Tuesday, July 7, 2009

Goldman: Manipulator or Victim?

Sergey Aleynikov, an ex-Goldman Sachs computer programmer, was arrested July 3rd and charged with a criminal complaint with stealing trading software. Teza Techonologies, the Chicago-based firm co-founded by a former Citadel Investment Group trader, said it suspended Aleynikov, who started work there the day before his arrest. The folks over at Zerohedge have spent an inordinate amount of time speculating and outright accusing GS of manipulating markets. I've maintained my usual level of skepticism, despite the fact that I love a good conspiracy theory, particularly when it pertains to an investment bank that seems to always get a bone from the government when it needs a boost. But I must admit, I'm seriously considering jumping on the Goldman-market-manipulator bandwagon. The Assistant US Attorney told a federal judge that Aleynikov's alleged theft poses a risk to US markets. He goes on to say that the code, which is worth millions (more likely billions if it really can manipulate markets), was transferred to a server in Germany and others may have access to it. "The bank has raised the possibility that there is a danger that somebody who knew how to use this program could use it to manipulate markets in unfair ways." the attorney asserted. Theoretically speaking, the folks over at GS know how to use this magical code better than anyone. They're admitting it is so potent that it can manipulate markets. But don't worry, they would never use it to that end. GS only uses its power for good, not evil. Furthermore, I'm sure that the totally innocent guys at Teza had no idea that their employee was trying to steal a top secret code from GS that holds the market's fate in its hands. No doubt this trial will be an interesting one.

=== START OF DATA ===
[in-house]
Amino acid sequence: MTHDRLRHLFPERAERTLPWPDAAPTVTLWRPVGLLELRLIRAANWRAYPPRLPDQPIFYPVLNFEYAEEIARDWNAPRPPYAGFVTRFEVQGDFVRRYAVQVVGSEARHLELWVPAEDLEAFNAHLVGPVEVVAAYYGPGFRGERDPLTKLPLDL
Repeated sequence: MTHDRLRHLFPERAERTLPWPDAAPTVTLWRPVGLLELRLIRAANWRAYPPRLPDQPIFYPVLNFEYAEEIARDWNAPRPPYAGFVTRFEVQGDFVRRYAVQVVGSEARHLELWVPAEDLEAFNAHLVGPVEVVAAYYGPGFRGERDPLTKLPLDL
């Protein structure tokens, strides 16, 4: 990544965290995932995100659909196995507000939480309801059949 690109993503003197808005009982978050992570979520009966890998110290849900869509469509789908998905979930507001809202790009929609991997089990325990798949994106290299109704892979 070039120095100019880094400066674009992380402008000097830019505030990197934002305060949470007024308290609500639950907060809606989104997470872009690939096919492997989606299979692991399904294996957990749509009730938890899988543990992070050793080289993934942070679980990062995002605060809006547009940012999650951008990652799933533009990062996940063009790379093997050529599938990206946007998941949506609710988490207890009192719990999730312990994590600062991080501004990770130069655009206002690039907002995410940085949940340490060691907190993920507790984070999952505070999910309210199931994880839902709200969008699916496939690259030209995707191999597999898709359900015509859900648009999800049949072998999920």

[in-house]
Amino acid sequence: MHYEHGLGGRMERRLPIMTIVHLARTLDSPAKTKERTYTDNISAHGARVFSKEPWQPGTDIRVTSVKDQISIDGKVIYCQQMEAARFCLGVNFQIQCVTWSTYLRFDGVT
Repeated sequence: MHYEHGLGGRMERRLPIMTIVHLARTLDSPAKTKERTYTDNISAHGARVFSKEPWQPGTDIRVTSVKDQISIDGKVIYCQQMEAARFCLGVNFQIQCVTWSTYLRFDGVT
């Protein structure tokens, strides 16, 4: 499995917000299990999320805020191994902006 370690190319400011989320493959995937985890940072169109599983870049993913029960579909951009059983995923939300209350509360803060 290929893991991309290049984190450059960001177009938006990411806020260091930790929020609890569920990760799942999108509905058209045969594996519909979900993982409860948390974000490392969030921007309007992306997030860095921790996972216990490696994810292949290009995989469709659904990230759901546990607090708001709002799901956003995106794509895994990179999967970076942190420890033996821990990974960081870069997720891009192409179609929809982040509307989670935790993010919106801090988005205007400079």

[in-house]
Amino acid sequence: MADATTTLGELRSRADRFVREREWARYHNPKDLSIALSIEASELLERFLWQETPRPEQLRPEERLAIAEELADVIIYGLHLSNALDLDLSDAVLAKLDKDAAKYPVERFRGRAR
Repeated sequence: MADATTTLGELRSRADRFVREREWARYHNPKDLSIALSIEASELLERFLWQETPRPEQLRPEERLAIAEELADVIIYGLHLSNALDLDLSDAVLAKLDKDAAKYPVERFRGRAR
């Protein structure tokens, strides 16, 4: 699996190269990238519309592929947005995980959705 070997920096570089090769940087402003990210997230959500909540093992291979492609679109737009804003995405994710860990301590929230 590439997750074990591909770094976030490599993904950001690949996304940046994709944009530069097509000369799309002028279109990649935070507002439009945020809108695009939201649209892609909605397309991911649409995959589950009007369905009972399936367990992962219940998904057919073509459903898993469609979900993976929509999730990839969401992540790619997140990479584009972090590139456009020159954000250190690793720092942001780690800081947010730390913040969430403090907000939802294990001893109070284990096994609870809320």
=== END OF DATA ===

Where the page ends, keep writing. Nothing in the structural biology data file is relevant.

In what is bound to be more disheartening news for the folks at Goldman, the CFTC is proposing sweeping trading limits on oil, natural gas, and possibly other commodities. The agency is in the process of altering how it presents information to the public by incorporating data from swap dealers, foreign contracts tied to US futures, and professionally managed market positions such as hedge funds. Commodities swaps are all done OTC and the market is huge, so a bit more clarity on the size of the market should be a real eye-opener and possibly eye-popper. Goldman is a huge player in the commodities markets and likes to do things like put out research papers declaring that the price of crude will spike to $200 right before commodities prices take off. The investment bank cleverly lumps its equities, commodities and fixed income p&l together when it reports earnings, which for some reason seems to only annoy me and not the bone-headed analysts who cover the stock, because it does disguise the true volatility of the company's trading profits. Nevertheless, stricter trading limits on commodities is bound to cut into the firm's trading profits, as well as the other dealers that trade in commodities.

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